Last Updated on August 13, 2022
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If you have a furry pet companion that you want to take with you to your newly rented apartment, your landlord must have asked you to pay a pet deposit before moving in. As much as you might love your pet, there’s often a price to pay if you want to take your pet with you. This is probably why so many people search for pet-friendly places when searching for new rented apartments or houses.
As the name suggests, a pet deposit is a type of deposit that tenants are supposed to pay in order to keep a pet in their rental property.
Pets are typically associated with ‘damage’ by most landlords, so a pet deposit basically ensures that the tenant will prevent their pet from damaging the property and clean up after it.
Interestingly, a rental property becomes more appealing to potential renters if it allows pets, which is one reason why landlords require pet deposits to help keep the place clean and free from damage.
Fees and Pets – Numerous Options for Landlords
When it comes to pets and fees, landlords have multiple options to choose from at their disposal. These include:
- Pet security deposit
- Regular rent
- Recurring pet rent
- One-time pet fee
- Security deposit
It’s at the landlord’s discretion what they wish to charge from their tenants. They can mix and match the options mentioned above as per their requirements.
Pet Deposit and Pet Fee – What’s the Difference
People often get confused and mix the two terms – pet deposit and pet fee when, in actuality, they are completely different.
A pet deposit is a one-time charge, and it is fully refundable given that there’s no damage caused to the rental property by your pet.
On the other hand, a pet fee is non-refundable, and it may be a one-time payment or even a monthly fee like your actual rent.
Every state has different laws about pet payments, so it depends on where you live. Whatever the pet deposit and fee charges are, they will be specified in your pet agreement or lease contract.
The Tenant Pet Agreement
The pet deposit is charged on top of your regular deposit and is mentioned in the lease or the rental contract.
This deposit typically covers all kinds of wear and tear caused by your pet in the rented unit. It works like a security deposit, which means it’s also refundable. However, in case of damage, it might not be refunded at all.
For example, if your dog has a habit of using the wall as a scratching post, the repairing or repainting cost of the wall will be deducted from your pet deposit.
Many times, landlords tend to keep the deposit as a ‘cleaning fee’ to get the apartment cleaned once your lease is up.
How Much Is the Pet Deposit?
A common question asked by most tenants and renters is how much a pet deposit is supposed to be.
Well, it varies according to individual landlords and buildings, but studies show that an average pet deposit is between 40 – 85 percent of the total rent.
Common Inclusions in Pet Agreements
A typical pet agreement between a renter and a landlord includes many factors other than pet fees and pet deposits. These include:
- No limit liability
- Cleaning and repair clause
- Management authorization for pets
- Tenancy termination if pet agreement is broken in any way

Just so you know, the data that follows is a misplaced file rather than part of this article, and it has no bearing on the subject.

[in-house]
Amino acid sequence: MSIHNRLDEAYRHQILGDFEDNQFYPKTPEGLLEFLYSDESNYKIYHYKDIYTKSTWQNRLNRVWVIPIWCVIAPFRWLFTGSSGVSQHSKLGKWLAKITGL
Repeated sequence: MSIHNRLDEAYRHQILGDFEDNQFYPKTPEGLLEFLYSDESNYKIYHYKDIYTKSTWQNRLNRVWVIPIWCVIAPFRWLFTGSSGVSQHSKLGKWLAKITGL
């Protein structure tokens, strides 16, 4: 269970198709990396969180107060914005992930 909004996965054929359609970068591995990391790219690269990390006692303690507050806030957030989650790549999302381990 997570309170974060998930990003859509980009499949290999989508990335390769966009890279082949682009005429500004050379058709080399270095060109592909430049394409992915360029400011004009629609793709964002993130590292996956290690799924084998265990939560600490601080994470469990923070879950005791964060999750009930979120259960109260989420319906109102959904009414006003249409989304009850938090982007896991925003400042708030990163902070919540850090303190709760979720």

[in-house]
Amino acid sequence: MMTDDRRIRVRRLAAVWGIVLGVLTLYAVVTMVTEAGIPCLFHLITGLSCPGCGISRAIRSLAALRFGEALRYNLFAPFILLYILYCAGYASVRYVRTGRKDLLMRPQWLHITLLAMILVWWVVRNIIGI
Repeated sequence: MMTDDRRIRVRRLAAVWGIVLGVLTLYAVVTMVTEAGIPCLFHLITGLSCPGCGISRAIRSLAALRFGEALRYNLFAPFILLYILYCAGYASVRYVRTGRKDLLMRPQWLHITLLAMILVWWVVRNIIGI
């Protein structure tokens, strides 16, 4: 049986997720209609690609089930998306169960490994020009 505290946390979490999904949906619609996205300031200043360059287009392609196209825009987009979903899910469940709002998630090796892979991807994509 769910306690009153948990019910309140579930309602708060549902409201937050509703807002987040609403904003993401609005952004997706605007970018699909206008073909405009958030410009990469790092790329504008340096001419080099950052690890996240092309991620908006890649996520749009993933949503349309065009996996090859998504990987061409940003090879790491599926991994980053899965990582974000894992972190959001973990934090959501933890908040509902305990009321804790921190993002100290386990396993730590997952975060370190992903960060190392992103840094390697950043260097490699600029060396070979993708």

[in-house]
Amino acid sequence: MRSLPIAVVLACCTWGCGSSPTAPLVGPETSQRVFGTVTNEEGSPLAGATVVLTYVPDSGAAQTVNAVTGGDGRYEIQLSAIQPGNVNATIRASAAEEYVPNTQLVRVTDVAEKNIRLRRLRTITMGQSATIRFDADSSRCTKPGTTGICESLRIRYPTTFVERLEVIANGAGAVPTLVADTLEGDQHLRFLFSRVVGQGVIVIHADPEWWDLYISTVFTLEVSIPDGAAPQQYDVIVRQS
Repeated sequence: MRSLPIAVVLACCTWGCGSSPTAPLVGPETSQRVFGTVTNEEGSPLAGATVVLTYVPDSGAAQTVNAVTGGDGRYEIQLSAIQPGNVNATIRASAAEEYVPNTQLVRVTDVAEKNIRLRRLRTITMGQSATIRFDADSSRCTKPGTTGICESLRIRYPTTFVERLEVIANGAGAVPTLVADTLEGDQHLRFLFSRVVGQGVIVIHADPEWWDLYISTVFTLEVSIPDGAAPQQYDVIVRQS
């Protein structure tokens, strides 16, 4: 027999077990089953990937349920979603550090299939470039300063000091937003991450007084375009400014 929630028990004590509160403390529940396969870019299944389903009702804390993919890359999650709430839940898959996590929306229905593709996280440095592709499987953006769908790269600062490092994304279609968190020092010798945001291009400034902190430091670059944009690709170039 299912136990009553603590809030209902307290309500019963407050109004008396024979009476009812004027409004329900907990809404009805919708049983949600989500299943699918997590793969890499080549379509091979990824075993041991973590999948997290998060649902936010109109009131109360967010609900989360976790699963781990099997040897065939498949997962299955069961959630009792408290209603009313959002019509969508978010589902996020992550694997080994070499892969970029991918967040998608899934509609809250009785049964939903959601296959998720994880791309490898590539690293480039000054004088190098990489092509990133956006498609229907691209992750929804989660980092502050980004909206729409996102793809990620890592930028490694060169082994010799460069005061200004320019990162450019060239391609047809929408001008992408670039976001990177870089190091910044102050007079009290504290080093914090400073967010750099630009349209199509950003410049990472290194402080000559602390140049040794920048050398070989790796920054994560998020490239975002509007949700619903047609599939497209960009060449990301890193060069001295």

- Management indemnity for litigation costs
Pet Rent and Pet Deposit – Know the Difference
Other than the pet fee, there’s also something known as pet rent, which a whole different story altogether.
Many landlords charge this from tenants, which is a monthly recurrent amount and is usually between $50 and $100.
It is added on top of your regular rent, and the amount tends to vary depending on the type and the number of pets allowed by your landlord.
The Purpose Behind Pet Deposits – Are They A Good Idea?
As a renter, you should know that charging a separate pet deposit fee is legal in some states, but illegal in others. This is why you should be well aware of the laws in your state that have to do with pet rental agreements.
As we mentioned earlier, the main reason why landlords charge pet deposits is to ensure that they have money to cover any damage caused by the tenant’s pet.
But is a pet deposit a good idea?
Well, truthfully, it isn’t always such a good option for landlords.
Consider this; if a landlord collects, say, $400 from you as a pet deposit, but the cost of replacing a urine-stained carpet is $800, they can’t dip into your security deposit to cover the cost. They will have to pay the remainder of the cost from their own pocket. This often doesn’t work in their favor in case such a situation arises.
So, many landlords end up demanding high rent or security deposits instead of asking tenants to pay a pet deposit.
However, if you consider the other side of the problem, it’s quite a necessity for both landlords and tenants.
Renters need to prove to their landlords and show them that they are responsible enough to keep a pet, whereas landlords have to protect their property from damage.
In certain states, Lemonade renters insurance would provide coverage for damage done to a landlord’s property from the tenant’s pet. It provides up to $500 worth of coverage (if the damage exceeds your apartment’s security or pet deposit).
Are You Looking for a Pet-Friendly Space for You and Your Furry Friend?
Many tenants complain about all these extra pet fees, which often means that it takes them a lot of time to find a nice place for themselves and their pets. However, there are some people that aren’t bothered by it; they are just happy to find a place for their furry buddies. If you are looking to rent a pet-friendly space for you and your pet, check what’s available at Dwellsy. You will find many options, and you can shortlist the ones that best meet your requirements and expectations.
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